There's no project budget and the design is still up in the air, but the city has paid WSA Studio $42,000 to design a hub on the Camp Chase Trail, a path that would connect the West Side to Downtown and link the Ohio-to-Erie trail through Columbus.

There's no project budget and the design is still up in the air, but the city has paid WSA Studio $42,000 to design a hub on the Camp Chase Trail, a path that would connect the West Side to Downtown and link the Ohio-to-Erie trail through Columbus.

The hub would be built on 47 acres of undeveloped parkland the city acquired about 15 years ago on Wilson Road south of West Broad Street.

It's a longtime dream for West Side businessman Chris Haydocy, whose Weston Vision board released mockups of a station in 2011 to gather support. He hopes the hub will become the "crown jewel" of the 330-mile bike trail that runs from Cincinnati to Cleveland.

Jody Dzuranin, a Consider Biking member, agrees.

"This can be a focal point for the city," Dzuranin said. "We really want this to be welcoming to a community that lives locally and the community of travelers that will come to this place and get their first impression of Columbus."

When it's finished, the Camp Chase Trail will snake more than 11 miles east from Wilson Road in Madison County to near Galloway Road in Franklin County. Columbus and Metro Parks are building sections of the trail.

Columbus Recreation and Parks Department Director Alan McKnight said the city already has plans to level part of the park, which has some wetlands, to make way for athletic fields. There have been public meetings involving architects and city officials, including one in July that presented plans for three phases of development.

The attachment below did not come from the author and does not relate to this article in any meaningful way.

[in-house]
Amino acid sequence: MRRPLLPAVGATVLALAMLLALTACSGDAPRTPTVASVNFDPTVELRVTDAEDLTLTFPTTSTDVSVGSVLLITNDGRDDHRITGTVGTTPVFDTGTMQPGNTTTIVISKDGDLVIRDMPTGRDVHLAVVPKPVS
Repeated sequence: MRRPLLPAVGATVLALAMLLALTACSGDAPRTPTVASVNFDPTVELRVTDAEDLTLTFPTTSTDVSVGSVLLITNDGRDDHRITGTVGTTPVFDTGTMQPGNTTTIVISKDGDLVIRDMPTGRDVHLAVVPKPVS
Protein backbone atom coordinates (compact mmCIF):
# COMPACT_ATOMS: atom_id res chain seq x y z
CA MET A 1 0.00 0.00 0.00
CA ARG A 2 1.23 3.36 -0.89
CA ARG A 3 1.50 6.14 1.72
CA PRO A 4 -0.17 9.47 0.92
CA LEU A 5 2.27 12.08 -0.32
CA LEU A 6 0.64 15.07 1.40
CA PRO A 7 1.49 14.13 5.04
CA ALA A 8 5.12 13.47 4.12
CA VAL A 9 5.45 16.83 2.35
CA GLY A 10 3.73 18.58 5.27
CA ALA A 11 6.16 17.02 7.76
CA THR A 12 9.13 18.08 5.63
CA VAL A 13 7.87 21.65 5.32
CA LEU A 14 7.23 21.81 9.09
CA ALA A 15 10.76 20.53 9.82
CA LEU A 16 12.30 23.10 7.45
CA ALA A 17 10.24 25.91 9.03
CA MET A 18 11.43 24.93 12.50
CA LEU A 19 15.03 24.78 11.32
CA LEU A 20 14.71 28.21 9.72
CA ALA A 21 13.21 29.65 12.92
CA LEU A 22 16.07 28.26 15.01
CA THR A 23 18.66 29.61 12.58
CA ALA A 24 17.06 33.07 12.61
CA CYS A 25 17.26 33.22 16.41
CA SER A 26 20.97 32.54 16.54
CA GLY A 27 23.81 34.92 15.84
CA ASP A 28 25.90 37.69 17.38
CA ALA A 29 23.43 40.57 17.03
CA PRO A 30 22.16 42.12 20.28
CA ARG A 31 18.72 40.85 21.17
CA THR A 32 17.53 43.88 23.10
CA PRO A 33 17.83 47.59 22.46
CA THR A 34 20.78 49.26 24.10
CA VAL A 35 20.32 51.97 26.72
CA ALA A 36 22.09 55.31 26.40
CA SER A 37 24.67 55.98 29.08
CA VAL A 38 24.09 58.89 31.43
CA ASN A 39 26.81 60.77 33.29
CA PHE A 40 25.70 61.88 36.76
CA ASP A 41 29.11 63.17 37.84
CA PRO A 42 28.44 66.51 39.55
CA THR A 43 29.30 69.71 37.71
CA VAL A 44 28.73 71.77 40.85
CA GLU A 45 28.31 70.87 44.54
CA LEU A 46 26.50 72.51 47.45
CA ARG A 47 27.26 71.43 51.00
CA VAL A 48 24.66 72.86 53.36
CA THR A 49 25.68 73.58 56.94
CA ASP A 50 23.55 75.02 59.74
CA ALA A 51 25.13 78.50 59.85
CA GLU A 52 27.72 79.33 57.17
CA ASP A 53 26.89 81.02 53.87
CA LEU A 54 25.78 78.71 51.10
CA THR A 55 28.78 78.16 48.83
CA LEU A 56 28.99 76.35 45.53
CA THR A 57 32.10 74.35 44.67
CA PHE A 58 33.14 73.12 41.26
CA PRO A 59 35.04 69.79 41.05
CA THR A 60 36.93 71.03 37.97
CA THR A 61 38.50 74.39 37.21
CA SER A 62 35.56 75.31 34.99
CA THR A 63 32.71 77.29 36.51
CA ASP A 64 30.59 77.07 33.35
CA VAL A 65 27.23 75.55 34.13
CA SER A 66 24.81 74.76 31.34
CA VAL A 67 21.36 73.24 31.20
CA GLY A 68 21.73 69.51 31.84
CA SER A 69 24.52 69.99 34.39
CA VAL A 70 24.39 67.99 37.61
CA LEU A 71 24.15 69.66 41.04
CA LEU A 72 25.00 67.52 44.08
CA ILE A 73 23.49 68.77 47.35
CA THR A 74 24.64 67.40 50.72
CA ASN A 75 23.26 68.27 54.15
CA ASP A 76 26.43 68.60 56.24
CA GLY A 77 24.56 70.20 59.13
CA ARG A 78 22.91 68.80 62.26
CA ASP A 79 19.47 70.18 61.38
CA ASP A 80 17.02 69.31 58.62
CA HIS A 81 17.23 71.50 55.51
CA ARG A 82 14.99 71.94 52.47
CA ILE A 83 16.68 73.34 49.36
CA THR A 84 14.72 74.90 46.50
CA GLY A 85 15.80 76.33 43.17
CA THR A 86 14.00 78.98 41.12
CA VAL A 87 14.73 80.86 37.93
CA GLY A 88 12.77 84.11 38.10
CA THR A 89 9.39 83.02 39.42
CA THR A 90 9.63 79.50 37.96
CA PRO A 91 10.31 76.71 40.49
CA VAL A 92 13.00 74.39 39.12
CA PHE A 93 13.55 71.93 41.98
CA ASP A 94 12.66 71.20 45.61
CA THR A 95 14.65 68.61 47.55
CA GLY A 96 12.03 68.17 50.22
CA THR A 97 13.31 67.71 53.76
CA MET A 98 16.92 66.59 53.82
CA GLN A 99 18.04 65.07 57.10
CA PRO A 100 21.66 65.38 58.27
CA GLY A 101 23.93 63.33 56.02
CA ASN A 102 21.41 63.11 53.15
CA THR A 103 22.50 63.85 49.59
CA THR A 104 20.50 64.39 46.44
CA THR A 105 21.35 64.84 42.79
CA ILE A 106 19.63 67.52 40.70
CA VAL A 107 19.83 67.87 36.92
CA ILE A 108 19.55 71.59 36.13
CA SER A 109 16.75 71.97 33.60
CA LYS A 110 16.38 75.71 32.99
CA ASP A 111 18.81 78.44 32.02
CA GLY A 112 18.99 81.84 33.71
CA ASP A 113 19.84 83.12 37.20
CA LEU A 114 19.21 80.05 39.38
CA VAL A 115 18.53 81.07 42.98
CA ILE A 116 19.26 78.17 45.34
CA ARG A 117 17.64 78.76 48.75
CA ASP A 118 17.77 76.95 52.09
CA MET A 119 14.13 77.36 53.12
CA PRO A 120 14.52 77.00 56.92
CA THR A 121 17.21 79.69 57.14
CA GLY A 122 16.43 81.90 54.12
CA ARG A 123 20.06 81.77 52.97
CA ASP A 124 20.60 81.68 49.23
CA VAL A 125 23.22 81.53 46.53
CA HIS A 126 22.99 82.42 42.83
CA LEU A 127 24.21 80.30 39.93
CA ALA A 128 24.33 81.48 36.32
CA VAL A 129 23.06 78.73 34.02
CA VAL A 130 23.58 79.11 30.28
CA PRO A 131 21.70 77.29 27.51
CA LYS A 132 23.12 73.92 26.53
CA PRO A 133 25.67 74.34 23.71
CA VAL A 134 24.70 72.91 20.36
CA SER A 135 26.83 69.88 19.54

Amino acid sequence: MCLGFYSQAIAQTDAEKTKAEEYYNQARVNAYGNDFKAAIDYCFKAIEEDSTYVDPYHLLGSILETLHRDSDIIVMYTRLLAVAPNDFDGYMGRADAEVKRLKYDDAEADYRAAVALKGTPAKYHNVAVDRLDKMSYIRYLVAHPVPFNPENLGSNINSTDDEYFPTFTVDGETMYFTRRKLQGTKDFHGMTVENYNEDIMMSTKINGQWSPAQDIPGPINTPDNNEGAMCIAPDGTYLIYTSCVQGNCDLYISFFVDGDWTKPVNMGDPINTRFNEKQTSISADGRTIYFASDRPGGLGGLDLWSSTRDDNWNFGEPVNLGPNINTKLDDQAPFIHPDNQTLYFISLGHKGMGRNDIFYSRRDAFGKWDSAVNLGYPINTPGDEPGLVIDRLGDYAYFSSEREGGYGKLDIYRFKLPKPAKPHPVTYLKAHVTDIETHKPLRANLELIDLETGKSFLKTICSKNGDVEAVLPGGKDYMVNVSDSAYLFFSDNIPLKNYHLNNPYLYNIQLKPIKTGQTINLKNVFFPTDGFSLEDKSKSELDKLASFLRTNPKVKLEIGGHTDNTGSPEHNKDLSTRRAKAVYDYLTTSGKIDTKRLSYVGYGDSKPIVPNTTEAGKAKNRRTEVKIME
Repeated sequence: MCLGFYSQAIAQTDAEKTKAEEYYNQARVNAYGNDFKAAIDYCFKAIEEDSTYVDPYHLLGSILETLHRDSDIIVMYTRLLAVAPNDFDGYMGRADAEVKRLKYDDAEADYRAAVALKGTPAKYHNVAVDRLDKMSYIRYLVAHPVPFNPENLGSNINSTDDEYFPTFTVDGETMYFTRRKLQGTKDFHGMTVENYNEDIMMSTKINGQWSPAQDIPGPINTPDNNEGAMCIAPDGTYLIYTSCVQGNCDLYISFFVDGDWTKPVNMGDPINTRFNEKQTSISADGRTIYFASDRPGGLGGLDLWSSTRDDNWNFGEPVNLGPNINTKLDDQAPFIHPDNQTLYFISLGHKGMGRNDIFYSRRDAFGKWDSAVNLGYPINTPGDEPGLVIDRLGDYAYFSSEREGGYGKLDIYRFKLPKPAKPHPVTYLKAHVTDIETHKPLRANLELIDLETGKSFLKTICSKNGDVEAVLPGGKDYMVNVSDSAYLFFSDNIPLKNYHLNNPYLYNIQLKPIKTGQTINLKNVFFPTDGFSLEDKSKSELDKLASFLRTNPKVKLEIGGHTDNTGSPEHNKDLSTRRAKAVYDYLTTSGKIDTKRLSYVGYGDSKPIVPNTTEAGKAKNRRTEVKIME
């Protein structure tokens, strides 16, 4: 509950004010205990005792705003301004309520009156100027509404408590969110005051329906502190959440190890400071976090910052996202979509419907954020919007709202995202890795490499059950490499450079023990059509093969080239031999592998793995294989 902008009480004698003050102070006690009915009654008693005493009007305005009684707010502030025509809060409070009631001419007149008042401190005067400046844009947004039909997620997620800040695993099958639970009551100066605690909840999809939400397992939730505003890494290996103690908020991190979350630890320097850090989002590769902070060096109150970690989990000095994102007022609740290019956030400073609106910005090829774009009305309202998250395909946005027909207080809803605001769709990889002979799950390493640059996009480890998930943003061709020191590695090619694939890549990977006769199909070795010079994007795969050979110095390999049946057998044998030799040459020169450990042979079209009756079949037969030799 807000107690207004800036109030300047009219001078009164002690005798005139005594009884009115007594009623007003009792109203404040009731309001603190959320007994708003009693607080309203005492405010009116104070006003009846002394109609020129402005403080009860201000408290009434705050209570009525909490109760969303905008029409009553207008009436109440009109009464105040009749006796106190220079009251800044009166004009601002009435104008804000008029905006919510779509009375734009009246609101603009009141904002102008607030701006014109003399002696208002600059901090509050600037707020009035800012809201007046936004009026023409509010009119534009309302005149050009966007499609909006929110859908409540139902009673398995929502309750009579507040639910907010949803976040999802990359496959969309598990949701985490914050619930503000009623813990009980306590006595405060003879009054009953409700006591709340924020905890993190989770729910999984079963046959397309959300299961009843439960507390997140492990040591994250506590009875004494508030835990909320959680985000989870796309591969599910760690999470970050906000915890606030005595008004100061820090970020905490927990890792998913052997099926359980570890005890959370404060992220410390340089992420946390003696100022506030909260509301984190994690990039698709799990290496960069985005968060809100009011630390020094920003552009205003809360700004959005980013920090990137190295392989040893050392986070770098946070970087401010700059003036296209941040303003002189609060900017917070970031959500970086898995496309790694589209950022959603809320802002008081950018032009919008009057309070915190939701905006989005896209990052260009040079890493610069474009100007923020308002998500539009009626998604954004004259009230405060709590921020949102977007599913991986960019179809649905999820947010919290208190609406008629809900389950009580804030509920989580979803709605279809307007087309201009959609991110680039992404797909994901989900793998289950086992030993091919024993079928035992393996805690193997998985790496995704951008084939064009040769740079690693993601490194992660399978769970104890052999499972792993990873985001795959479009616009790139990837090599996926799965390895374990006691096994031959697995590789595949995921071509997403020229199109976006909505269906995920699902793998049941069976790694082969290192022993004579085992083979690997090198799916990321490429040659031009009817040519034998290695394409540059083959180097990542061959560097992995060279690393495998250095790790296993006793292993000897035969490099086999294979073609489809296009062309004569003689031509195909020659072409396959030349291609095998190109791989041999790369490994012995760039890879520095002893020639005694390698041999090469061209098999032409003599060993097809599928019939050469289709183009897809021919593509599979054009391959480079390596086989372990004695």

The first would include parking, recreation fields, shelters with picnic tables and grills, bike racks, a repair station and a playground.

Later phases would add public restrooms, changing rooms, storage facilities and space for concessions, cultural events and nature observation areas.

"It's such a unique and unorthodox way to revitalize a challenged area, but it absolutely is working for us," Haydocy said.

He expects the hub to be a boon for local restaurants and the Hollywood Casino that sits across the Camp Chase Trail line from the park. Trail users from as far as Cincinnati and Cleveland could patronize local establishments and boost business, he said.

Casino operators aren't expecting much bicycle traffic from the trail, but they support the project, casino spokesman Bob Tenenbaum said.

A residential neighborhood that separates the proposed hub from the casino limits access to the trail.

"What's good for us is anything that's good for West Side development," he said.

Westgate resident Bea Murphy, 75, said the trail is "a good thing" for the West Side.

"We just sort of need things out here," Murphy said.